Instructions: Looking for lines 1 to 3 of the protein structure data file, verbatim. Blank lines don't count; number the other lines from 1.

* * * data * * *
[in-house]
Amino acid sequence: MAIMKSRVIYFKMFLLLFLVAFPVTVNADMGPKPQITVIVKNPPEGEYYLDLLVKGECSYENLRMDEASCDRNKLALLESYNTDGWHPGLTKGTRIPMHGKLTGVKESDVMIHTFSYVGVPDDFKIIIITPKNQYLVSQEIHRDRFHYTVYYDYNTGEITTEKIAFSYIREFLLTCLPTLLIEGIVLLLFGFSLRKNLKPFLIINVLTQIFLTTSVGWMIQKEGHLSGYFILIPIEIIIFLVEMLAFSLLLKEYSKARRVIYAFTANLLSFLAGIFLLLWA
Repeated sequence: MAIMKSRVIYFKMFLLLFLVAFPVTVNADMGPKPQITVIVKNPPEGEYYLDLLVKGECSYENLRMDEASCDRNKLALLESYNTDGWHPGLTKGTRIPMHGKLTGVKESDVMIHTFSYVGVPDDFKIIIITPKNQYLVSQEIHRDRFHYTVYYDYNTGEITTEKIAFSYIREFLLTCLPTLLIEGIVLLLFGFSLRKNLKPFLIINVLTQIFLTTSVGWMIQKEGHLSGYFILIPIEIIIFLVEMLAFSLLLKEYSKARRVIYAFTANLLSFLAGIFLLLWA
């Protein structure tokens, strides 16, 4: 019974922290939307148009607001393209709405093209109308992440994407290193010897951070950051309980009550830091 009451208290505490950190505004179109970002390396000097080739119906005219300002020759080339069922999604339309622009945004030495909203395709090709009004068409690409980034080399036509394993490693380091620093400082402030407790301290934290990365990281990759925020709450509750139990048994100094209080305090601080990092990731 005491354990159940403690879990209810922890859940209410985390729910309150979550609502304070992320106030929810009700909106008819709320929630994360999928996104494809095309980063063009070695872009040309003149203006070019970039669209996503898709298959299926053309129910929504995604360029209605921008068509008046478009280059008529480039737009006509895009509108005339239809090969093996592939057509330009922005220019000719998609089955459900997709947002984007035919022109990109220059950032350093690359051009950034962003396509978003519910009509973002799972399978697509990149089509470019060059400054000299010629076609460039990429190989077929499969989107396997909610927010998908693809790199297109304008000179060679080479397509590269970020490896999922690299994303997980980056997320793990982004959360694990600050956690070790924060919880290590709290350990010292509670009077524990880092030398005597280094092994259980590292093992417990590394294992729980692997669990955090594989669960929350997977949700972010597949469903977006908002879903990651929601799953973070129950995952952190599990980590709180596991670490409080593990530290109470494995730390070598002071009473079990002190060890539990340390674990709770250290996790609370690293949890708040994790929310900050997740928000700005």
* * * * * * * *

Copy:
[in-house]
Amino acid sequence: MAIMKSRVIYFKMFLLLFLVAFPVTVNADMGPKPQITVIVKNPPEGEYYLDLLVKGECSYENLRMDEASCDRNKLALLESYNTDGWHPGLTKGTRIPMHGKLTGVKESDVMIHTFSYVGVPDDFKIIIITPKNQYLVSQEIHRDRFHYTVYYDYNTGEITTEKIAFSYIREFLLTCLPTLLIEGIVLLLFGFSLRKNLKPFLIINVLTQIFLTTSVGWMIQKEGHLSGYFILIPIEIIIFLVEMLAFSLLLKEYSKARRVIYAFTANLLSFLAGIFLLLWA
Repeated sequence: MAIMKSRVIYFKMFLLLFLVAFPVTVNADMGPKPQITVIVKNPPEGEYYLDLLVKGECSYENLRMDEASCDRNKLALLESYNTDGWHPGLTKGTRIPMHGKLTGVKESDVMIHTFSYVGVPDDFKIIIITPKNQYLVSQEIHRDRFHYTVYYDYNTGEITTEKIAFSYIREFLLTCLPTLLIEGIVLLLFGFSLRKNLKPFLIINVLTQIFLTTSVGWMIQKEGHLSGYFILIPIEIIIFLVEMLAFSLLLKEYSKARRVIYAFTANLLSFLAGIFLLLWA